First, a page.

Hatch and Henderson, with many neighbors, had a hand in the continuing renovation of Mill Hill, not only through their own home but as partners in Atlantis Properties, which restored vacant homes throughout the area. “From a neighborhood development perspective,” Henderson said, “[Mill Hill] went from being a transitional neighborhood to a stable neighborhood. When we first came, it seemed like a neighborhood that was largely singles and couples and a few kids… and then there were a lot of kids.” Hatch and Henderson joined this trend when, with Lucy and Cynthia Vandenberg, they started co-parented their children, Devin and Nicholas. Reflecting on Mill Hill as it is today, Henderson calls it a little tight-knit village in the middle of the city and Hatch agrees.

Brian Murphy came to Mill Hill about the same time as Hatch and Henderson. He had been looking for an old house. “This was the house [on Mercer Street] that was perfect. It needed a lot of work,” he said. “Complete renovation, but it was moving and the price was right.”

Initially, he did not meet anyone who was gay, just had the assumption. He said the major force behind gentrification was gay people. When he moved in, he soon discovered there were a lot of gay people in the neighborhood. “It was a time in the [19]90’s when gays kind of ran the neighborhood,” said Murphy. Gays were most of the officers of the Old Mill Hill Society. It has changed since then and became a lot more mixed.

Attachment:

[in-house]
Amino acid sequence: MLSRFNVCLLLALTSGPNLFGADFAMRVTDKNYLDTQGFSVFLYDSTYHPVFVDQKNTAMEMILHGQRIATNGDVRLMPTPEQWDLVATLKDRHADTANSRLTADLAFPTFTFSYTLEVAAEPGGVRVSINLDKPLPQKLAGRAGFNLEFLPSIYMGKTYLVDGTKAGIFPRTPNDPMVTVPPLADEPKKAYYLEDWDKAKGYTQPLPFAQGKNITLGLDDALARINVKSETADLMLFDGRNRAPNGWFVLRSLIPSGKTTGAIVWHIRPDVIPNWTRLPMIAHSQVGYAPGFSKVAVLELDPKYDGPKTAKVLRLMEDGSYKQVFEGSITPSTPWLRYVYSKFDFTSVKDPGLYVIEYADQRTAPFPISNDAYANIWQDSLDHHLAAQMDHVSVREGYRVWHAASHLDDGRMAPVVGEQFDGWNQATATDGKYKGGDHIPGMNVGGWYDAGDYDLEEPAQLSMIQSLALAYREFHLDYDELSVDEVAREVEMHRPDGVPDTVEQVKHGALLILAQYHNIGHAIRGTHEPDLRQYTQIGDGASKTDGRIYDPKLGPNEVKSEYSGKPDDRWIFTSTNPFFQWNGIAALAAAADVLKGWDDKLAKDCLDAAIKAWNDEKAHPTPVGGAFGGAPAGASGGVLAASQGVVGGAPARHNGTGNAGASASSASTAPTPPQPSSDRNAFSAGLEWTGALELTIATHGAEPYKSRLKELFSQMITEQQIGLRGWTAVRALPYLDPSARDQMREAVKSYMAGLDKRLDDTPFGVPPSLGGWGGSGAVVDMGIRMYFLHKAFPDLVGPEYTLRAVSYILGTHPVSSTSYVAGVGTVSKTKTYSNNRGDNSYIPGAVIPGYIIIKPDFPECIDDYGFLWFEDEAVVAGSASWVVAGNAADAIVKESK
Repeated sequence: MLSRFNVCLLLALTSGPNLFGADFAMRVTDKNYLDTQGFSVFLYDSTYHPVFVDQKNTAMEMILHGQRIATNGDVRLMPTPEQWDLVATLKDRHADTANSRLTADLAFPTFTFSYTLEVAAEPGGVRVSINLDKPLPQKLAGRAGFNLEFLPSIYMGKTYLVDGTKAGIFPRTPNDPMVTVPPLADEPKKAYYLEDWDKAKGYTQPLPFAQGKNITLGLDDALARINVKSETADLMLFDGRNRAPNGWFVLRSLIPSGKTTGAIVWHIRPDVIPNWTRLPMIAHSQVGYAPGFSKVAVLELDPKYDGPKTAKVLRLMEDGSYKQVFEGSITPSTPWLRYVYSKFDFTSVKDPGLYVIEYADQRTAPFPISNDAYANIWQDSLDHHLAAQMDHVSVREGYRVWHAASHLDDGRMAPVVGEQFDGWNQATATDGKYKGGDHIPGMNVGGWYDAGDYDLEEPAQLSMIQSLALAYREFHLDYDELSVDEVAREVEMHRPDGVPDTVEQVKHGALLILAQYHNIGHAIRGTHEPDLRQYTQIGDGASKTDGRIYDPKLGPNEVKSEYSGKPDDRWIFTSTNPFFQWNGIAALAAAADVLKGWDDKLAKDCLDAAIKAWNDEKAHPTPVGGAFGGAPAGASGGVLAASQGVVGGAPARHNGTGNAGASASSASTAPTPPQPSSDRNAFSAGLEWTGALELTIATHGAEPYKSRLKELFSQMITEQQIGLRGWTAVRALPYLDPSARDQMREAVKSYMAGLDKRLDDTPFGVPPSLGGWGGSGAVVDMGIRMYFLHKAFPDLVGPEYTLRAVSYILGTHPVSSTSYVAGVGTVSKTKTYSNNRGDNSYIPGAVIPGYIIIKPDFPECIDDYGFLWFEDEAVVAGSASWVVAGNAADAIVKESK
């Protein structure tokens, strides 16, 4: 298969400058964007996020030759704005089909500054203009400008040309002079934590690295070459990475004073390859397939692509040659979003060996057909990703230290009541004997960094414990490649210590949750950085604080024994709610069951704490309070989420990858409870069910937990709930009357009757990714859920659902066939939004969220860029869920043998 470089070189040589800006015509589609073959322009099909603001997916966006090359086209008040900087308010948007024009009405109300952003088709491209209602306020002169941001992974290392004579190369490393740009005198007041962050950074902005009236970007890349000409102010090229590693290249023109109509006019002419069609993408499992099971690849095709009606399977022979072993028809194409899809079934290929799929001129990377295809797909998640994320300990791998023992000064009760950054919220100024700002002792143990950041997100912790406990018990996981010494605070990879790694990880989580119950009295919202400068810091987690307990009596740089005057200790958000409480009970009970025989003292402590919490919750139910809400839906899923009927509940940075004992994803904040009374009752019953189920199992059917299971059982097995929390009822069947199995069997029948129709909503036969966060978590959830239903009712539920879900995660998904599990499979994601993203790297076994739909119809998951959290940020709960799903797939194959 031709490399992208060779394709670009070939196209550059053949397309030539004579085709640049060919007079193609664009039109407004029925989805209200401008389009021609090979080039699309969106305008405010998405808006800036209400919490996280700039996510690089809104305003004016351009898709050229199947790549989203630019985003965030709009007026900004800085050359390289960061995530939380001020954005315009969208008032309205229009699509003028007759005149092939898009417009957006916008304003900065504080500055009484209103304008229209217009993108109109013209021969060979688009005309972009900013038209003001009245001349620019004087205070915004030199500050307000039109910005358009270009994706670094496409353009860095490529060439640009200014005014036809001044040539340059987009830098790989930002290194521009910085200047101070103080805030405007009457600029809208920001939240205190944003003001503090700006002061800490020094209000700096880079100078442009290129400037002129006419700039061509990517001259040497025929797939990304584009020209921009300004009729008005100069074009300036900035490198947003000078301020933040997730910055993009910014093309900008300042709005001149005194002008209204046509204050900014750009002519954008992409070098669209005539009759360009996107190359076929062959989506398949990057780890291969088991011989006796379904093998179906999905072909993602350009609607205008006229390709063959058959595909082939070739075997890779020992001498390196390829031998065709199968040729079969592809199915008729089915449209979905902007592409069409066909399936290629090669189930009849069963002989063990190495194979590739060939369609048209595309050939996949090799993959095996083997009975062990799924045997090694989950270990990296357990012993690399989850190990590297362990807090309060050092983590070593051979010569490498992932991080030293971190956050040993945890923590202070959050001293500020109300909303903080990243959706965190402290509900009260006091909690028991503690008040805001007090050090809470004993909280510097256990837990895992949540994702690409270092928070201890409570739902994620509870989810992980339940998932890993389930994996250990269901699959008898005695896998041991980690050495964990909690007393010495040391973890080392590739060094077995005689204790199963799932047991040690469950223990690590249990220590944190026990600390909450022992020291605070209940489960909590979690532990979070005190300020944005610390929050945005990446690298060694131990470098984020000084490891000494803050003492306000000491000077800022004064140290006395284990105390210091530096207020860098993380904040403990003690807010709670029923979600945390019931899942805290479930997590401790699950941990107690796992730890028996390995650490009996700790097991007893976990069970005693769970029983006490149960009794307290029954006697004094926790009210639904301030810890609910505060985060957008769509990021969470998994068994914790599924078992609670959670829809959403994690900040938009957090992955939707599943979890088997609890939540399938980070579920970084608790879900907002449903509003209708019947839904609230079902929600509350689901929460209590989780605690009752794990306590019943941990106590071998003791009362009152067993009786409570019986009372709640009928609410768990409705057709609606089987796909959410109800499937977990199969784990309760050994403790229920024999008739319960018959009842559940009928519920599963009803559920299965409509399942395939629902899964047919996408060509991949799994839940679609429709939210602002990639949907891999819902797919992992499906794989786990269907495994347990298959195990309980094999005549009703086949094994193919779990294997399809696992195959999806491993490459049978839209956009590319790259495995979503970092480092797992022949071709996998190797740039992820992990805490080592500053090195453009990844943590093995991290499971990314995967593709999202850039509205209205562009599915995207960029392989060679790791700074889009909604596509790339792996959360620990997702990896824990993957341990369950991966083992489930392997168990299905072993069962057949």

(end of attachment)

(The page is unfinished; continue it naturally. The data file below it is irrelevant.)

Lucy and Cynthia Vandenberg moved to Mill Hill in 1999, to be closer to Lucy’s job, but it was the friendly neighbors and great housing stock that won them over. Lucy recalls it was “…a very open, accepting community. People were just friendly and social.” Cynthia adds, “it was more a bond of this shared experience of living in a community like Mill Hill, which is, sort of, plopped down in the middle of what isn’t always the most stable environment in the city, but people pull together here and get things done.” Lucy says, “Things have changed in the world … a huge shift in society in terms of acceptance of gay people. A lot has changed around us.” They feel the world has caught up with Mill Hill. “One of the amazing things for us about this community is that’s how we met John and David and that’s how we ended up having the kids,” said Lucy. “That would never have happened except for Mill Hill.” Cynthia sees in Mill Hill “…people knowing each other and being there for each other, that all happens in this community in a way that just doesn’t in most communities any more.”